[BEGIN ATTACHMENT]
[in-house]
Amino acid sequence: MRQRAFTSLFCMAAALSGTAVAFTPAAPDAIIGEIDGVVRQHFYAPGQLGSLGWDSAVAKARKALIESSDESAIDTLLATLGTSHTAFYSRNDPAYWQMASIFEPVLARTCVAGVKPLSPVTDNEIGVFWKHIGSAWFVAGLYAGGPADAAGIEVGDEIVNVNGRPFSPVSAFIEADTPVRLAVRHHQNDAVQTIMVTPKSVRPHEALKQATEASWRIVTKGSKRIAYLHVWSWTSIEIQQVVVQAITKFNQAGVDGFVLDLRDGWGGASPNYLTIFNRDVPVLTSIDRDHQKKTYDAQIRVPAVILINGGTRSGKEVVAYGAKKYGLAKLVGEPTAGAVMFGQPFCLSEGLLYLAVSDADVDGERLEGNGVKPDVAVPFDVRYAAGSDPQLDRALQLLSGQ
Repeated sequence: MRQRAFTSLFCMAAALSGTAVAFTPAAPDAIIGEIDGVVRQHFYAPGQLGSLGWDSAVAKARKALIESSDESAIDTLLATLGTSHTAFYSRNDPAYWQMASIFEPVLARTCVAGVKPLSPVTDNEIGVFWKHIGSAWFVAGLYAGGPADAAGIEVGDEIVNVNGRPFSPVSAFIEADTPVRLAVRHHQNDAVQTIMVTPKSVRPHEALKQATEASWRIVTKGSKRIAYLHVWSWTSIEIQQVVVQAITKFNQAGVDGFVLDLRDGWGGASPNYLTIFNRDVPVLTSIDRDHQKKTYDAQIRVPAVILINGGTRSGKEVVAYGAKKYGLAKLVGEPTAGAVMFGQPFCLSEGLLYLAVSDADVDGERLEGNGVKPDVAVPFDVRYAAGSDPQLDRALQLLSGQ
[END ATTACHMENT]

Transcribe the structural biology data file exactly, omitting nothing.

[in-house]
Amino acid sequence: MRQRAFTSLFCMAAALSGTAVAFTPAAPDAIIGEIDGVVRQHFYAPGQLGSLGWDSAVAKARKALIESSDESAIDTLLATLGTSHTAFYSRNDPAYWQMASIFEPVLARTCVAGVKPLSPVTDNEIGVFWKHIGSAWFVAGLYAGGPADAAGIEVGDEIVNVNGRPFSPVSAFIEADTPVRLAVRHHQNDAVQTIMVTPKSVRPHEALKQATEASWRIVTKGSKRIAYLHVWSWTSIEIQQVVVQAITKFNQAGVDGFVLDLRDGWGGASPNYLTIFNRDVPVLTSIDRDHQKKTYDAQIRVPAVILINGGTRSGKEVVAYGAKKYGLAKLVGEPTAGAVMFGQPFCLSEGLLYLAVSDADVDGERLEGNGVKPDVAVPFDVRYAAGSDPQLDRALQLLSGQ
Repeated sequence: MRQRAFTSLFCMAAALSGTAVAFTPAAPDAIIGEIDGVVRQHFYAPGQLGSLGWDSAVAKARKALIESSDESAIDTLLATLGTSHTAFYSRNDPAYWQMASIFEPVLARTCVAGVKPLSPVTDNEIGVFWKHIGSAWFVAGLYAGGPADAAGIEVGDEIVNVNGRPFSPVSAFIEADTPVRLAVRHHQNDAVQTIMVTPKSVRPHEALKQATEASWRIVTKGSKRIAYLHVWSWTSIEIQQVVVQAITKFNQAGVDGFVLDLRDGWGGASPNYLTIFNRDVPVLTSIDRDHQKKTYDAQIRVPAVILINGGTRSGKEVVAYGAKKYGLAKLVGEPTAGAVMFGQPFCLSEGLLYLAVSDADVDGERLEGNGVKPDVAVPFDVRYAAGSDPQLDRALQLLSGQ